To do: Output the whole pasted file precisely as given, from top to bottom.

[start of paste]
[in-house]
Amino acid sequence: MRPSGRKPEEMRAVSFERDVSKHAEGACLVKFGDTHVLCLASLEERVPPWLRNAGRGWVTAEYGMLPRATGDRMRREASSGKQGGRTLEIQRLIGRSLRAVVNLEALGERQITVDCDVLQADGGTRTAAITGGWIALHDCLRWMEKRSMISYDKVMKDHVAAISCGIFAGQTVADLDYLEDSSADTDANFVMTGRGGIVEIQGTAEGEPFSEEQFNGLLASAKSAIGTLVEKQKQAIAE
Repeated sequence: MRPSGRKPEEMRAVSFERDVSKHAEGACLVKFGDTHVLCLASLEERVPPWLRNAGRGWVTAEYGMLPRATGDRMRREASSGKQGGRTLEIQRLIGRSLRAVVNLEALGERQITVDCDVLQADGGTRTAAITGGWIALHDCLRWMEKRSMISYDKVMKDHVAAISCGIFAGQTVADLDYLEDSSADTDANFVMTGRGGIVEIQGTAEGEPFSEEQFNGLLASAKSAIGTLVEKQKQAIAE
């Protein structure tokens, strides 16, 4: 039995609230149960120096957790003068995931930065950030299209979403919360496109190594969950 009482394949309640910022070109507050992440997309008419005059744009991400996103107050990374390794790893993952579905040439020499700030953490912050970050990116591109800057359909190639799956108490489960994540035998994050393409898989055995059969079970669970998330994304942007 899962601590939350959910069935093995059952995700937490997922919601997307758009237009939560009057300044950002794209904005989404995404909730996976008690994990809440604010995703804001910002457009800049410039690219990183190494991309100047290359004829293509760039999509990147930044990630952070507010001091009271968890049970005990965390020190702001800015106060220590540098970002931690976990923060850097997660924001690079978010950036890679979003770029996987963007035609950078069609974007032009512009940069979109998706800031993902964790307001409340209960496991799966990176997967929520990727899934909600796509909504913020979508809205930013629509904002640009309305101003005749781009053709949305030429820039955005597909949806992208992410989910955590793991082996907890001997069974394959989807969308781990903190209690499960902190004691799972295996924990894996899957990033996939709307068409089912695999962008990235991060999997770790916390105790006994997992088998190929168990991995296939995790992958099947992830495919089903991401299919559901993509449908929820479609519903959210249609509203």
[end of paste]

[in-house]
Amino acid sequence: MRPSGRKPEEMRAVSFERDVSKHAEGACLVKFGDTHVLCLASLEERVPPWLRNAGRGWVTAEYGMLPRATGDRMRREASSGKQGGRTLEIQRLIGRSLRAVVNLEALGERQITVDCDVLQADGGTRTAAITGGWIALHDCLRWMEKRSMISYDKVMKDHVAAISCGIFAGQTVADLDYLEDSSADTDANFVMTGRGGIVEIQGTAEGEPFSEEQFNGLLASAKSAIGTLVEKQKQAIAE
Repeated sequence: MRPSGRKPEEMRAVSFERDVSKHAEGACLVKFGDTHVLCLASLEERVPPWLRNAGRGWVTAEYGMLPRATGDRMRREASSGKQGGRTLEIQRLIGRSLRAVVNLEALGERQITVDCDVLQADGGTRTAAITGGWIALHDCLRWMEKRSMISYDKVMKDHVAAISCGIFAGQTVADLDYLEDSSADTDANFVMTGRGGIVEIQGTAEGEPFSEEQFNGLLASAKSAIGTLVEKQKQAIAE
């Protein structure tokens, strides 16, 4: 039995609230149960120096957790003068995931930065950030299209979403919360496109190594969950 009482394949309640910022070109507050992440997309008419005059744009991400996103107050990374390794790893993952579905040439020499700030953490912050970050990116591109800057359909190639799956108490489960994540035998994050393409898989055995059969079970669970998330994304942007 899962601590939350959910069935093995059952995700937490997922919601997307758009237009939560009057300044950002794209904005989404995404909730996976008690994990809440604010995703804001910002457009800049410039690219990183190494991309100047290359004829293509760039999509990147930044990630952070507010001091009271968890049970005990965390020190702001800015106060220590540098970002931690976990923060850097997660924001690079978010950036890679979003770029996987963007035609950078069609974007032009512009940069979109998706800031993902964790307001409340209960496991799966990176997967929520990727899934909600796509909504913020979508809205930013629509904002640009309305101003005749781009053709949305030429820039955005597909949806992208992410989910955590793991082996907890001997069974394959989807969308781990903190209690499960902190004691799972295996924990894996899957990033996939709307068409089912695999962008990235991060999997770790916390105790006994997992088998190929168990991995296939995790992958099947992830495919089903991401299919559901993509449908929820479609519903959210249609509203």